Glaciers – Butterflies – Change

All photos © Alison M. Jones Rivers are like sentences. They run on. There is an order, but it can be re-arranged.  They are often punctuated by geologic elements and activity. However gingerly an island arc docks against a continent, it is not a gentle process. Rocks fold, melt and metamorphose. Mountains rise. A new … Continue reading Glaciers – Butterflies – Change

World Conservation Day 2017

In honor of World Conservation Day, NWNL wants to share some of it's favorite photographs from over the years of each of our case-study watersheds. Trout Lake in the Columbia River Basin   Aerial view of the largest tributary of the Lower Omo River   Canoeing on the Mississippi River   Fisherman with his canoe … Continue reading World Conservation Day 2017

Chasing Environmental Change

By Joannah Otis, for No Water No Life Joannah is a Georgetown University sophomore studying Environmental Studies, Art History and Psychology. A member of the university’s Environmental Club, she enjoys spending her free time in N.J.'s Raritan River Basin, a NWNL case study watershed.  Joannah is a NWNL Researcher for Fall 2017.  Below is Part II of … Continue reading Chasing Environmental Change

On “The Rim of Fire”

Essay and Photos by NWNL Director Alison M. Jones.  FIVE NWNL EXPEDITIONS have focused on CA’s recent multi-year drought, ended by winter 2017’s heavy snows and rains.  I returned last week to report on any impacts from that drought - only to find drought is back already! Flying into Central California, I was stunned to … Continue reading On “The Rim of Fire”

Drought: A Photo Essay

From 2014 until the beginning of 2017  California suffered through a major drought. It was a hot topic in the news, and NWNL conducted five Spotlight Expeditions to document and bring attention to that drought and its significance.  But what exactly is a drought? What causes droughts?  What are the effects of droughts? What does … Continue reading Drought: A Photo Essay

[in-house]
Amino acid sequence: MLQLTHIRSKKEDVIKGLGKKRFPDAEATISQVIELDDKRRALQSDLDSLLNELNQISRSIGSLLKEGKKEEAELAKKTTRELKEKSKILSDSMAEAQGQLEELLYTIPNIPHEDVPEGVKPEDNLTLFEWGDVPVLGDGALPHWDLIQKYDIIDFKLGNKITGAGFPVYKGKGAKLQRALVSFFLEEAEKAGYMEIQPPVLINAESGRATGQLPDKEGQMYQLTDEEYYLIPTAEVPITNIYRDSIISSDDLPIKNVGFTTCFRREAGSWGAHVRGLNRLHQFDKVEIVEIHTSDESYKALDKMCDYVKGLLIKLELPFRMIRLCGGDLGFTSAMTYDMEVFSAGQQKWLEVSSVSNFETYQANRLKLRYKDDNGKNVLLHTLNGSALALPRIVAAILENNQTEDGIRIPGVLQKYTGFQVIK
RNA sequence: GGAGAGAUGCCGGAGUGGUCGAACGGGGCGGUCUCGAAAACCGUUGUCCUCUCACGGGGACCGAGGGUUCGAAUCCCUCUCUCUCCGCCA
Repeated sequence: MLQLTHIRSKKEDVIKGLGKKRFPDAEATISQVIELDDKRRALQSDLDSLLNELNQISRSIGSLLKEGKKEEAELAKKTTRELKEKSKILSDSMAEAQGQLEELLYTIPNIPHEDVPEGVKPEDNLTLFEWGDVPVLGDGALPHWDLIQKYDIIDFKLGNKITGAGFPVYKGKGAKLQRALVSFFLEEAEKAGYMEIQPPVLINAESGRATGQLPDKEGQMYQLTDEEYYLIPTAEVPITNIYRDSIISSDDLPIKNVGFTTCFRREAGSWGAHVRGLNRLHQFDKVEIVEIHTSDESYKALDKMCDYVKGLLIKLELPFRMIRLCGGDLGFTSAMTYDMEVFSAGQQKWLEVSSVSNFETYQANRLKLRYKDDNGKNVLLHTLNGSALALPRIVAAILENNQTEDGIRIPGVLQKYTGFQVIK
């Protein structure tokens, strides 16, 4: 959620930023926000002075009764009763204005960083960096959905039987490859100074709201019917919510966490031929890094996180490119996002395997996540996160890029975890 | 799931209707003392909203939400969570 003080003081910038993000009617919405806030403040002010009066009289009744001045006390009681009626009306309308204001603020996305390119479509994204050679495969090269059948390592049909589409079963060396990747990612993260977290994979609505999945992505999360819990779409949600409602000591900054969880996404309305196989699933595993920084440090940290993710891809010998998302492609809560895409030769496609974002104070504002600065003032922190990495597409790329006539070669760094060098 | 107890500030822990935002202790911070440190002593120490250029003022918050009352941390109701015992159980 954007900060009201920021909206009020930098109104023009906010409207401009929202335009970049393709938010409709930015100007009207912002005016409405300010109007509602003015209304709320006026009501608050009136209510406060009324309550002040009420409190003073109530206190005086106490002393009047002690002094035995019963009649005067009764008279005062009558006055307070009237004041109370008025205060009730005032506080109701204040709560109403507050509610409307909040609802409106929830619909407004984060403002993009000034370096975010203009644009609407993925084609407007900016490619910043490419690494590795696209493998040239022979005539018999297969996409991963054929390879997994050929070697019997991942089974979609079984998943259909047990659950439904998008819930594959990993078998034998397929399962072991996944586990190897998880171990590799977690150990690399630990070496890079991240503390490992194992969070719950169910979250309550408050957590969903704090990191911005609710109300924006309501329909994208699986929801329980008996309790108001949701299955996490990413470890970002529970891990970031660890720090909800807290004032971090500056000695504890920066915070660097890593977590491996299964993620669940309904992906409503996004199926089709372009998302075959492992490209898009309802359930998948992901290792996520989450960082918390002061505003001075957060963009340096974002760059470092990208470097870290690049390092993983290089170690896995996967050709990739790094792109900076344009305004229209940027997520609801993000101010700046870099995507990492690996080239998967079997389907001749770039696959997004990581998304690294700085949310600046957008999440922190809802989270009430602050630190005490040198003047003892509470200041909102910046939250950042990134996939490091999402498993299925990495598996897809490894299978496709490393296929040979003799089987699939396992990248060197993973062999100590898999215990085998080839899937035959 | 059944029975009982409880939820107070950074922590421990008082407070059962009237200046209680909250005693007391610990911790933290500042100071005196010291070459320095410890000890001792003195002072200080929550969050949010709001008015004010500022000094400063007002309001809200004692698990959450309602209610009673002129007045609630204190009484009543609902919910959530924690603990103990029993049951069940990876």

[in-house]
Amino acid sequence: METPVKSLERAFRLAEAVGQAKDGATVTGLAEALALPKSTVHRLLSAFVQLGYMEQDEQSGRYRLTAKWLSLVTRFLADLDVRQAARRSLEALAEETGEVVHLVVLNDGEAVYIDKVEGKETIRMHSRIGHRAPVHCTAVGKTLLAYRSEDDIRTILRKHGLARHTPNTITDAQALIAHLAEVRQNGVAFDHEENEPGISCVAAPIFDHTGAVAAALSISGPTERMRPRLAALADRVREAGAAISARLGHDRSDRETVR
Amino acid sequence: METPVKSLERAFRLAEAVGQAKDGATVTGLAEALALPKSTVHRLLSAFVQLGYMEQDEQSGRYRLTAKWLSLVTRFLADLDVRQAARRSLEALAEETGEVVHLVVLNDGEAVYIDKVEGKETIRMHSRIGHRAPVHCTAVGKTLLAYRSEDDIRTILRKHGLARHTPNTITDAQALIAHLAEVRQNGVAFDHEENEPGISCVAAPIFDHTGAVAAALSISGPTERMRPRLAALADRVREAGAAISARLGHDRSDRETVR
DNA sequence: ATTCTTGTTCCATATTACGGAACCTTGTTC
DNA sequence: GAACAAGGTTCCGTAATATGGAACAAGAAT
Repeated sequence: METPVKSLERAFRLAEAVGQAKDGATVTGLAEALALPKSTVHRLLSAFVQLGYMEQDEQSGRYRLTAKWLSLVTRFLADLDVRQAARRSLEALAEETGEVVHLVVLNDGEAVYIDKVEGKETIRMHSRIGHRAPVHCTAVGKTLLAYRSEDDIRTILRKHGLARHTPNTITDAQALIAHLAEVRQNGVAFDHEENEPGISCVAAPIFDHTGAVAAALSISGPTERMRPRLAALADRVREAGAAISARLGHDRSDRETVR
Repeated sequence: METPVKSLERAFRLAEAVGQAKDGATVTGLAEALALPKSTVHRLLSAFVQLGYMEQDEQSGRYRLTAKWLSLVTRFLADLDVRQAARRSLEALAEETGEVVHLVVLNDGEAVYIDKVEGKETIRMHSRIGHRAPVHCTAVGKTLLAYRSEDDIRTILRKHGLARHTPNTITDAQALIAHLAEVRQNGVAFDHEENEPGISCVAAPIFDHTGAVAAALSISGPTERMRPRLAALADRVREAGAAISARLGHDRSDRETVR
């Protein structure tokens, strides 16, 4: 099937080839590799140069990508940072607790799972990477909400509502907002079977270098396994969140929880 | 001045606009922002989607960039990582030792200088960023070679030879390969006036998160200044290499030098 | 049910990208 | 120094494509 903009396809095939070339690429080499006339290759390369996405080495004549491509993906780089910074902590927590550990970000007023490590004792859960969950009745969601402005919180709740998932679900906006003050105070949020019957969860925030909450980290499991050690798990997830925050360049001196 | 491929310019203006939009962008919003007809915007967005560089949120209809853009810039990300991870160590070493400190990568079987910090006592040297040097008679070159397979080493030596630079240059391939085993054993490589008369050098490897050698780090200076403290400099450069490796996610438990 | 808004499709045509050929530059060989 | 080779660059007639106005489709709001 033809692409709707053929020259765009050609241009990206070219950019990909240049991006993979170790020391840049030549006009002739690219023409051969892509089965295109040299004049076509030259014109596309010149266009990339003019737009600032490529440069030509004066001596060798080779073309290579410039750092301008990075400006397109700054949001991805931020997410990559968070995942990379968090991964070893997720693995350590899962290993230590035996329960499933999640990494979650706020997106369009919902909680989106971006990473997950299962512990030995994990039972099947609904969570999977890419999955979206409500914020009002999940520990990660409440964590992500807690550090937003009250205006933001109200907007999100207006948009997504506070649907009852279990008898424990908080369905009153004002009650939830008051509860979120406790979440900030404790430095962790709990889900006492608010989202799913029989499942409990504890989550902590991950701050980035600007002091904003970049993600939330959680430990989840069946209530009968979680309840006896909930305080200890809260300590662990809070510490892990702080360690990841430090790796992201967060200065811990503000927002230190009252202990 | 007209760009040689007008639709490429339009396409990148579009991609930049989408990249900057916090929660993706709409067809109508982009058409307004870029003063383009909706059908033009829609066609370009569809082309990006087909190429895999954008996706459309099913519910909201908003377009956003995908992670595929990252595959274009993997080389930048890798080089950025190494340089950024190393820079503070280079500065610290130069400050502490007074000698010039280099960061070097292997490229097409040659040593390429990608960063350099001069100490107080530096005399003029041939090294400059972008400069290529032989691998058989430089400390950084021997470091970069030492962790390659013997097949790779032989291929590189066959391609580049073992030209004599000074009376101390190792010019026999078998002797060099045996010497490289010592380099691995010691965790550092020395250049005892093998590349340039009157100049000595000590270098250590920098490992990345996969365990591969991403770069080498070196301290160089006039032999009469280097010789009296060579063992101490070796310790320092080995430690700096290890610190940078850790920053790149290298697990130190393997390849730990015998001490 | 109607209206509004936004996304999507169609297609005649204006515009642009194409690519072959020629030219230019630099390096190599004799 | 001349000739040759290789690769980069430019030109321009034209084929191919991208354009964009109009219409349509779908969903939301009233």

Glaciers: A Photo Essay

Edit (9/27/17): Since publishing this blog, the Washington Post reported the calving (or splitting) of a key Antarctic glacier, the Pine Island Glacier.  The article states, "the single glacier alone contains 1.7 feet of potential global sea level rise and is thought to be in a process of unstable, ongoing retreat."  To learn more about how … Continue reading Glaciers: A Photo Essay

On Combating Drought and Desertification

Today is "World Day for Combating Drought and Desertification."  Ironically, today I am on a NWNL expedition in Nebraska atop the northeastern edge of the Ogallala Aquifer, which spans and supplies water to 8 states, all the way down to Texas.  The farmers I've talked to here are all aware of this observance.  After all, … Continue reading On Combating Drought and Desertification